Anne Bremner.jpg
Update: 911 audio/arrest video released, KING-TV report below; Bremner called cop "Nazi," pleads guilty, reports. "I made a mistake," she told judge who gave


Attorney Anne Bremner, TV Legal Analyst, Shows How to Make Small Story Bigger (Video)

Anne Bremner.jpg
Update: 911 audio/arrest video released, KING-TV report below; Bremner called cop "Nazi," pleads guilty, reports. "I made a mistake," she told judge who gave her two days in jail for a DUI caused by, she said, combining alcohol and bipolar medication.

It would subject her to embarrassment and ridicule if police records are released to the press about her arrest for drunk driving, says popular Seattle attorney Anne Bremner. Instead, she has chosen to be embarrassed and ridiculed for not releasing those records. For such a media-savvy attorney with an impressive legal background, it appears she has already lost in the court of public opinion.

The Times, and KIRO-TV all want a gander at the documents detailing her DUI arrest two months ago in Kenmore by the King County Sheriff's Department. She's a person of public interest - a familiar face on CNN, Fox News and other cable channels where she comments on the Crime of the Day. She's usually more rational and sensitive than most talking heads.

As a legal analyst, Bremner also helped cover the Michael Jackson child-molestation trial in 2005 and is involved in the Amanda Knox case. Her impressive resume is detailed on the many pages of her website along with video clips, glamorous photos and the latest news releases - last month she was named one of Seattle's top lawyers by Seattle Metropolitan.

A month earlier, she was nailed for a DUI, on June 3, the eve of her 52nd birthday. She was taken to jail and bailed out. She has not yet been officially charged. But word of the arrest leaked out, and Bremner went immediately to King County Superior Court seeking an injunction to keep the press from obtaining details about the stop.

It's not clear what she has to hide. She's worried about her national reputation, obviously. But it appears she hasn't successfully hidden much. The story of her arrest is in the papers, online and on TV today. It clearly has gotten more play not only because of her attempt to cover it up but the excuse she gives. As the Times reports:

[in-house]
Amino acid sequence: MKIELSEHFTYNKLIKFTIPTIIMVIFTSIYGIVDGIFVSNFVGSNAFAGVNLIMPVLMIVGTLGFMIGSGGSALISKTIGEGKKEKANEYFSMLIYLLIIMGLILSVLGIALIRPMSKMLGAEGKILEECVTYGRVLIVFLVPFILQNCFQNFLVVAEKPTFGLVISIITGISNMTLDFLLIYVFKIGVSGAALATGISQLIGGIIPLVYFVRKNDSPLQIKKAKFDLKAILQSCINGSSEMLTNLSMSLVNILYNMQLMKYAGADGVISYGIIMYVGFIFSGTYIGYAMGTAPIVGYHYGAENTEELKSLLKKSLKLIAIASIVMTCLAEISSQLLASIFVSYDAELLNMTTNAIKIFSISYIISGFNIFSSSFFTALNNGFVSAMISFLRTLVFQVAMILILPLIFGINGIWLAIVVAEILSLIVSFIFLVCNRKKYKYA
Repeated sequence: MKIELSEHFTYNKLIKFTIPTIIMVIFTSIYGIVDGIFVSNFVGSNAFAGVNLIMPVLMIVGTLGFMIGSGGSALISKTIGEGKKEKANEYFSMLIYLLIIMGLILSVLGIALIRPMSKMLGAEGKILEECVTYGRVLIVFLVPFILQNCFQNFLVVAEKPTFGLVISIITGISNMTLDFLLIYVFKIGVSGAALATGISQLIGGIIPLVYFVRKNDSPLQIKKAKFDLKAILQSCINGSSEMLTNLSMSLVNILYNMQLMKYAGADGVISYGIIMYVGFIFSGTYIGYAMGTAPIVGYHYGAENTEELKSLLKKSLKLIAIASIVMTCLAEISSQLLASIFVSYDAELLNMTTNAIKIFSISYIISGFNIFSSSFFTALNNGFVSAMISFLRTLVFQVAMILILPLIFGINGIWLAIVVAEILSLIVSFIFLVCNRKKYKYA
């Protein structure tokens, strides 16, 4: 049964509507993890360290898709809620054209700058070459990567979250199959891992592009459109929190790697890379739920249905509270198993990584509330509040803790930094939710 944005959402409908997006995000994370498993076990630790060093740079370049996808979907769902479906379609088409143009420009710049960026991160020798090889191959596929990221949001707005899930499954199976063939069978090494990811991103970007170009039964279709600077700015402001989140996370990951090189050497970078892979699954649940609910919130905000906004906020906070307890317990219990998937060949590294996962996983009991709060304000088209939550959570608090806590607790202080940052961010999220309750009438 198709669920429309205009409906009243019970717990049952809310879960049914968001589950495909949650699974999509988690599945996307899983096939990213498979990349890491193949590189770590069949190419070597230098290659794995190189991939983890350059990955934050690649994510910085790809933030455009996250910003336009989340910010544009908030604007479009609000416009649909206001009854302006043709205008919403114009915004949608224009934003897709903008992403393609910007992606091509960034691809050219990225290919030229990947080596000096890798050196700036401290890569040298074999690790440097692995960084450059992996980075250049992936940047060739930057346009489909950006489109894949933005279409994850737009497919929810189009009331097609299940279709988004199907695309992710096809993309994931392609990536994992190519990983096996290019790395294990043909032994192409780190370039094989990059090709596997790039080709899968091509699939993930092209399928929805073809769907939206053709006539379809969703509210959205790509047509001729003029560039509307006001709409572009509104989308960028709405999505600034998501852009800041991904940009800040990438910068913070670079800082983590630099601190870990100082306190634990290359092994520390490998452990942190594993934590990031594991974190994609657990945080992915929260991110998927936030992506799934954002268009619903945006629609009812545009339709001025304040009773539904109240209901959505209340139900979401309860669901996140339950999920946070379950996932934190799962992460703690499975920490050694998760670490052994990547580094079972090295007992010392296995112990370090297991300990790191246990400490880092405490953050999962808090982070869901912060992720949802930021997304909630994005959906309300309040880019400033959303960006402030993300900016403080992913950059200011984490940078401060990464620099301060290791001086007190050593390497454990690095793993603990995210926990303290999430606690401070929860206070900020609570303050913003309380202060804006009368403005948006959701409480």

Bremner says she had drinks with dinner the night of June 3, but was not drunk. Instead, she says she was the victim of a hit-and-run accident before her arrest and suffered a brain injury, resulting in behavior that mimicked the signs of alcohol impairment. She says she is seeking the court order to avoid negative publicity that could damage her reputation as a legal expert.

In documents the Times has already seen, the Sheriff's Office says Bremner didn't report an accident or request medical attention when arrested. A deputy saw her driving a BMW with a flattened tire. Once stopped, Bremner showed signs of impairment. "This is a straightforward DUI from our standpoint," said sheriff's spokesman Sgt. John Urquhart.

For a smart and creative lawyer whose client list includes cops and other public officials, the brain-damage excuse - while an oldie and a goodie - isn't much of a defense. It's a sure-fire headline maker, in fact. Of course, we're assuming that wasn't her intention. But her battle against disclosure conflicts with what's she's espoused in the past.

Under the headline "Justice rarely served by a rush to judgment," Bremner warned the public in a 2002 Times op-ed piece about rashly deciding a person's guilt. She had successfully defended a Bellevue foster mother, at the wheel of her car, accused of dragging her foster daughter through a parking lot.

Bremner noted that the "dragging mom" suffered from the public's early reaction - somewhat like Bremner is going through after her DUI arrest. "One of the most important protections in our criminal-justice system," she wrote, "is the presumption of innocence. That protection is not necessarily extended to someone tried in the court of public opinion."

But her point was that both sides should be heard from.

Readers and viewers exposed to earnest yet incomplete reports of an incident jump to conclusions, especially when the accused's version is not immediately provided. The fallout lands not just on the accused, but also on her family and friends.

Truth is complex, she stated, "and people are often not as bad as they are made out to be. In this case, [the "dragging mom"] made the difficult decision to come forward at enormous personal cost, and the media did the right thing and allowed her to tell her story."

Though Bremner, a former deputy prosecutor, is refusing to allow her story to be fully told today by challenging the release of public records to the public and media, she told readers back then they should "pursue justice" by seeking out the truth:

Savvy consumers of the news need to recognize the natural limitations of what they're seeing or reading. When a report sounds too simple -- or too one-sided -- ask yourself who didn't get a chance to tell their story.

In today's case, that would be the cops.

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